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At Home: Parents' possessions put past in perspective

Marni Jameson faces sorting through her parents' home of more than 40 years.
By Marni Jameson, For The Oklahoman Published: January 14, 2013

• Don't believe all they say. Heirlooms have a way of gathering unwarranted value as their legend grows. A friend told me about a Tiffany lamp her grandmother cherished, and said was worth a mint. An appraiser delivered the bad news: The lamp was a fake.

• Don't do it alone. Once you've separated out what might have value (furniture, jewelry, artwork, porcelain, other collectibles) ask a certified appraiser to do a walk-through inspection with you and identify items worth a closer look. Then get those items appraised. (Beware of fraudulent estate sales companies, warns Gaffney. Check credentials.) Get a sense of what some items are selling for on eBay.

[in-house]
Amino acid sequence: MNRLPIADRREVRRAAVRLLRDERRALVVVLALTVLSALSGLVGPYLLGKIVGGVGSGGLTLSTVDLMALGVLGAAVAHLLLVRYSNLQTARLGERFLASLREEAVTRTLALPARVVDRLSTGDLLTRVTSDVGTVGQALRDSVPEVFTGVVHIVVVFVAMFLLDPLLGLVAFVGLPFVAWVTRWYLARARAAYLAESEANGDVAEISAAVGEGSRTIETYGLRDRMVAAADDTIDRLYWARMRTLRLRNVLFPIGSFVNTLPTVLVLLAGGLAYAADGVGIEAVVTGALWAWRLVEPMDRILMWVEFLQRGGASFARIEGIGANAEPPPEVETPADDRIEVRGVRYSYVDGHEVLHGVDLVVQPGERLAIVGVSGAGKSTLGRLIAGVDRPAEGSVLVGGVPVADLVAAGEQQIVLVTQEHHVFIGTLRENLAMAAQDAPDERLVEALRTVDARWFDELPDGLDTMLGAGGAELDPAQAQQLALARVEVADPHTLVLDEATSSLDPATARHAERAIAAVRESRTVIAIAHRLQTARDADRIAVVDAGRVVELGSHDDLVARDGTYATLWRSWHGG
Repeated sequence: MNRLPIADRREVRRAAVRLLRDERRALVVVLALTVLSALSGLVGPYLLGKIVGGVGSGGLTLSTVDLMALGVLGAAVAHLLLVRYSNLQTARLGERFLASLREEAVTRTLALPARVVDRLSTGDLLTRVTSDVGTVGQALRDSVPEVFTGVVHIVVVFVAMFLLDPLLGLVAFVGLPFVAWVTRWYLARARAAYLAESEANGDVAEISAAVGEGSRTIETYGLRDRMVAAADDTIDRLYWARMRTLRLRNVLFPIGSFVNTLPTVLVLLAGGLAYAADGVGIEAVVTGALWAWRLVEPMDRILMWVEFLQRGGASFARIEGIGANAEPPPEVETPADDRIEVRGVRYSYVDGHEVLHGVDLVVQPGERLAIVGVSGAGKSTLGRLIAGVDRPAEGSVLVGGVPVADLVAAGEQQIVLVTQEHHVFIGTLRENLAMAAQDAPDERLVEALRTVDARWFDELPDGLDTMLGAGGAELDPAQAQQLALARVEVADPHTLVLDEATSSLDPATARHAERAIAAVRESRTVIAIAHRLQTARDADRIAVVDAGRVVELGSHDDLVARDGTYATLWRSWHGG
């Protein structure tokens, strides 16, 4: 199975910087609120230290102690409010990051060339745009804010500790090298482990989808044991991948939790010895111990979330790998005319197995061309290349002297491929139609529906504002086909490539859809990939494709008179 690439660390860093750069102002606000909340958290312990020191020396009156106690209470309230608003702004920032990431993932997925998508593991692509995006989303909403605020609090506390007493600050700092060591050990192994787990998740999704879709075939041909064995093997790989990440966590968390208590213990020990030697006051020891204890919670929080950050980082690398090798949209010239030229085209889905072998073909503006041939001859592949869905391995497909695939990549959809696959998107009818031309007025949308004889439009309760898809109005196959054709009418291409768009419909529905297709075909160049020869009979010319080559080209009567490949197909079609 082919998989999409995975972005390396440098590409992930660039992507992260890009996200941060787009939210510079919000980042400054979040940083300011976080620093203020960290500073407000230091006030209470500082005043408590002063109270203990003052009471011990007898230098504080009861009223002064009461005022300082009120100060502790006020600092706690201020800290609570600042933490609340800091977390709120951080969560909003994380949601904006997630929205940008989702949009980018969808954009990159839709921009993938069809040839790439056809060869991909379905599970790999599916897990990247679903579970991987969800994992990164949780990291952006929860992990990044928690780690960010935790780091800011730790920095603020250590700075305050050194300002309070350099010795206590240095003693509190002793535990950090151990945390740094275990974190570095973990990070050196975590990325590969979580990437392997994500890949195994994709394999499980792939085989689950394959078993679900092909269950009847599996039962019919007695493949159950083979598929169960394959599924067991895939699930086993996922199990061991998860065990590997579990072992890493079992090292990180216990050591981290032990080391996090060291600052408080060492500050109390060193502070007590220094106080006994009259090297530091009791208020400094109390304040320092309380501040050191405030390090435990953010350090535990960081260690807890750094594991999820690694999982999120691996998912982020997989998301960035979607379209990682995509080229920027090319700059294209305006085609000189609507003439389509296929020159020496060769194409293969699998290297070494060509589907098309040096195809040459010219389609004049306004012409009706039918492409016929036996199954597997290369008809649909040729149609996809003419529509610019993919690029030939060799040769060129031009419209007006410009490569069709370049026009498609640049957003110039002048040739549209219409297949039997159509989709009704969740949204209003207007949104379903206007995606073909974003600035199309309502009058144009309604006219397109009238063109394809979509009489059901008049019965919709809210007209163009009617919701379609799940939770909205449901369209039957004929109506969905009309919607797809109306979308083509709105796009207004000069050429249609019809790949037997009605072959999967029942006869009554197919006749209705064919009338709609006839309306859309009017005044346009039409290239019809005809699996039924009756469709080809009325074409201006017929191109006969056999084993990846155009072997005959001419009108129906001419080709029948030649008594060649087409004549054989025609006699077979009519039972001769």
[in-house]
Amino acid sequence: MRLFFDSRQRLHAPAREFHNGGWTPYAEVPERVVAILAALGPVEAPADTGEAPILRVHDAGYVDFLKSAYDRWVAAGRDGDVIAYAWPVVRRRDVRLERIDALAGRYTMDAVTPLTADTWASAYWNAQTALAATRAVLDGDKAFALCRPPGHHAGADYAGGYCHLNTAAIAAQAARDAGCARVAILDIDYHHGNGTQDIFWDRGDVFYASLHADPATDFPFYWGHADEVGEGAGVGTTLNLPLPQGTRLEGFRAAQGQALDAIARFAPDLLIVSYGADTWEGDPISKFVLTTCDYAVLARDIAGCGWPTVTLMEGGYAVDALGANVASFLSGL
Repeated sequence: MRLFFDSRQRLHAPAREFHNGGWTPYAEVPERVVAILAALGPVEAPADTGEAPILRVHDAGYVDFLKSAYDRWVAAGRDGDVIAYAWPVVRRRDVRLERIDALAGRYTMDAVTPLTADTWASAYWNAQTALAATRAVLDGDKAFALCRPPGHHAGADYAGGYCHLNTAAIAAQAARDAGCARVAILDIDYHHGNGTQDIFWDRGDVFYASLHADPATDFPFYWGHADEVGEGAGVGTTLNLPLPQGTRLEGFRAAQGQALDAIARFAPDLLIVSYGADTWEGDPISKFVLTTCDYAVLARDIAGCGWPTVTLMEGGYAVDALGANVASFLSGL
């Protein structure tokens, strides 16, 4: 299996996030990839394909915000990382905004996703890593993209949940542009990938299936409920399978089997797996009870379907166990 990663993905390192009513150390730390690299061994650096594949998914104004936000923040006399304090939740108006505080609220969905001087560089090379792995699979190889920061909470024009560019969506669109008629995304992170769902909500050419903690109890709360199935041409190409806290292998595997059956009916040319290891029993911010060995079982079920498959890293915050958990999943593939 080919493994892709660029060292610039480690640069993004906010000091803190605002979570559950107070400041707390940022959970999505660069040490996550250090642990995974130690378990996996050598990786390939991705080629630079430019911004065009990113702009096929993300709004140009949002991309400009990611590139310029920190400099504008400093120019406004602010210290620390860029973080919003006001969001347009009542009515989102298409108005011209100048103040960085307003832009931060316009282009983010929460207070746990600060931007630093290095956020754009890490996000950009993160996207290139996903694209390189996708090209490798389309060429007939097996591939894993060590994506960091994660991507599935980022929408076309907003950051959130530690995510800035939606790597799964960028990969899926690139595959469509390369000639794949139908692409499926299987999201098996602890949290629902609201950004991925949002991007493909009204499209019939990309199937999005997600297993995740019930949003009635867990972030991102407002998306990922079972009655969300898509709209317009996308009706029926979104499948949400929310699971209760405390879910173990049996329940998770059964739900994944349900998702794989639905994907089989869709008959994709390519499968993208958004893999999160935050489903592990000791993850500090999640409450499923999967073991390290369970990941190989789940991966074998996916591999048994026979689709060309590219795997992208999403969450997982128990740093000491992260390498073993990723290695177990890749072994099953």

• Know the value. That helps assure you'll get a fair return if you sell the item at an estate sale, auction or to an antique dealer. It also helps make the fighting fair if siblings are dividing up possessions. “Often, when family members know how little something is worth, they let go of it more easily,” Gaffney said.

• Not worth it. Just as that piece of junk you thought was worthless could be a hidden treasure, more often items family members believe have value, don't. For instance, almost no market exists for figurines, which often disappoints those who've collected Lladro and Hummel. Signed and numbered prints also don't usually fetch what owners paid, unless the artist became well known, she said.

• What to keep. The toughest call, however, is not what to toss, donate, sell, or have appraised, but what to keep. Consider condition, quality, lines and how difficult it would be to ship. Beyond that, what to keep is a highly personal decision, said Gaffney. “Some people don't want any reminders, and just want to liquidate. Some just want the cookie jar. But others have a strong emotional connection to many furnishings. You have to find your sweet spot. When it gets too emotional, step away. Take some time.”

Syndicated columnist and speaker Marni Jameson is the author of “House of Havoc” and “The House Always Wins” (Da Capo Press). Contact her through